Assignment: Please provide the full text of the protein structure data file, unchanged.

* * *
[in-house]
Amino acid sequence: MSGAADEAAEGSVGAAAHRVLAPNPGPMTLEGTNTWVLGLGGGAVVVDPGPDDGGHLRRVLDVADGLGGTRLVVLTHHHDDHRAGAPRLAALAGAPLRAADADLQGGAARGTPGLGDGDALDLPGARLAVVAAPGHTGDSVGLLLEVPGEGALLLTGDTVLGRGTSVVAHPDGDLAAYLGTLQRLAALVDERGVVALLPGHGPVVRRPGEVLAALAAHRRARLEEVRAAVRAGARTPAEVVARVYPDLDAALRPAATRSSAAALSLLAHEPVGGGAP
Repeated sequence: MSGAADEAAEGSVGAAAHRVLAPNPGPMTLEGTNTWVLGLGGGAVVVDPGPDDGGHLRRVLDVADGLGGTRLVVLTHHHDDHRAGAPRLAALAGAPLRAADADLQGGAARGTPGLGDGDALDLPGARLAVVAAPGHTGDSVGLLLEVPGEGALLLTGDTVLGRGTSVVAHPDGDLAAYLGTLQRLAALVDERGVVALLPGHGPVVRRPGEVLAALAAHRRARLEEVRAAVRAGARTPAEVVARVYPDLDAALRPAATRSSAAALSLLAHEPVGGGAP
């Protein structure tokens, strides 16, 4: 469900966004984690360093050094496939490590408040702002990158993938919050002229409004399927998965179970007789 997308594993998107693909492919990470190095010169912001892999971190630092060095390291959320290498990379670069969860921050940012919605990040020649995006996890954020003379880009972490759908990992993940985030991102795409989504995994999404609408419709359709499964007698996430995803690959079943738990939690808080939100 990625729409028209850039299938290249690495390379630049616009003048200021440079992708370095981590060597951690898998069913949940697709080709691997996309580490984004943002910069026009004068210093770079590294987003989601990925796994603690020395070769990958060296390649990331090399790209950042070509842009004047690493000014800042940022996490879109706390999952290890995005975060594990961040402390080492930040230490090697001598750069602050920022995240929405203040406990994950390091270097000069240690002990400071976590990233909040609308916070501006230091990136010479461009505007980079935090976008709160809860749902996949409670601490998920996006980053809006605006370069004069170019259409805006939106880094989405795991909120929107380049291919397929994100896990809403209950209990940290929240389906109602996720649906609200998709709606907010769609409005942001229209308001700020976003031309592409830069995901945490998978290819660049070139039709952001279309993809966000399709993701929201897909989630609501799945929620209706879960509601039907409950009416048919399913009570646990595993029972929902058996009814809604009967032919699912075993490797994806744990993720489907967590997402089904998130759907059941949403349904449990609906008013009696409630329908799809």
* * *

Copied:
[in-house]
Amino acid sequence: MSGAADEAAEGSVGAAAHRVLAPNPGPMTLEGTNTWVLGLGGGAVVVDPGPDDGGHLRRVLDVADGLGGTRLVVLTHHHDDHRAGAPRLAALAGAPLRAADADLQGGAARGTPGLGDGDALDLPGARLAVVAAPGHTGDSVGLLLEVPGEGALLLTGDTVLGRGTSVVAHPDGDLAAYLGTLQRLAALVDERGVVALLPGHGPVVRRPGEVLAALAAHRRARLEEVRAAVRAGARTPAEVVARVYPDLDAALRPAATRSSAAALSLLAHEPVGGGAP
Repeated sequence: MSGAADEAAEGSVGAAAHRVLAPNPGPMTLEGTNTWVLGLGGGAVVVDPGPDDGGHLRRVLDVADGLGGTRLVVLTHHHDDHRAGAPRLAALAGAPLRAADADLQGGAARGTPGLGDGDALDLPGARLAVVAAPGHTGDSVGLLLEVPGEGALLLTGDTVLGRGTSVVAHPDGDLAAYLGTLQRLAALVDERGVVALLPGHGPVVRRPGEVLAALAAHRRARLEEVRAAVRAGARTPAEVVARVYPDLDAALRPAATRSSAAALSLLAHEPVGGGAP
């Protein structure tokens, strides 16, 4: 469900966004984690360093050094496939490590408040702002990158993938919050002229409004399927998965179970007789 997308594993998107693909492919990470190095010169912001892999971190630092060095390291959320290498990379670069969860921050940012919605990040020649995006996890954020003379880009972490759908990992993940985030991102795409989504995994999404609408419709359709499964007698996430995803690959079943738990939690808080939100 990625729409028209850039299938290249690495390379630049616009003048200021440079992708370095981590060597951690898998069913949940697709080709691997996309580490984004943002910069026009004068210093770079590294987003989601990925796994603690020395070769990958060296390649990331090399790209950042070509842009004047690493000014800042940022996490879109706390999952290890995005975060594990961040402390080492930040230490090697001598750069602050920022995240929405203040406990994950390091270097000069240690002990400071976590990233909040609308916070501006230091990136010479461009505007980079935090976008709160809860749902996949409670601490998920996006980053809006605006370069004069170019259409805006939106880094989405795991909120929107380049291919397929994100896990809403209950209990940290929240389906109602996720649906609200998709709606907010769609409005942001229209308001700020976003031309592409830069995901945490998978290819660049070139039709952001279309993809966000399709993701929201897909989630609501799945929620209706879960509601039907409950009416048919399913009570646990595993029972929902058996009814809604009967032919699912075993490797994806744990993720489907967590997402089904998130759907059941949403349904449990609906008013009696409630329908799809």